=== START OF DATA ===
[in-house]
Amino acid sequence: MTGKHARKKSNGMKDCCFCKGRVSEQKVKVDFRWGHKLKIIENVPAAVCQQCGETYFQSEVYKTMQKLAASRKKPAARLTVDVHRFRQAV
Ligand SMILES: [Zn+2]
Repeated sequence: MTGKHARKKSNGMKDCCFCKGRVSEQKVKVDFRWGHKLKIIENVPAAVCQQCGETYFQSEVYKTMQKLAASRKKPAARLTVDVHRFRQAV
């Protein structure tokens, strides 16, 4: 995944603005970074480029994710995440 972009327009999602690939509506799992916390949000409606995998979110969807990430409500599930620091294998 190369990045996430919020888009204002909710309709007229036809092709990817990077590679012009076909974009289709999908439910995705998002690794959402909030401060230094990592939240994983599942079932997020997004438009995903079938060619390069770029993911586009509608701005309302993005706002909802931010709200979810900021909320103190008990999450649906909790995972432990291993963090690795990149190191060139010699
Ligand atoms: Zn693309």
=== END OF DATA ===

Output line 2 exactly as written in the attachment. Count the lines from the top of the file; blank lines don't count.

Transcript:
Amino acid sequence: MTGKHARKKSNGMKDCCFCKGRVSEQKVKVDFRWGHKLKIIENVPAAVCQQCGETYFQSEVYKTMQKLAASRKKPAARLTVDVHRFRQAV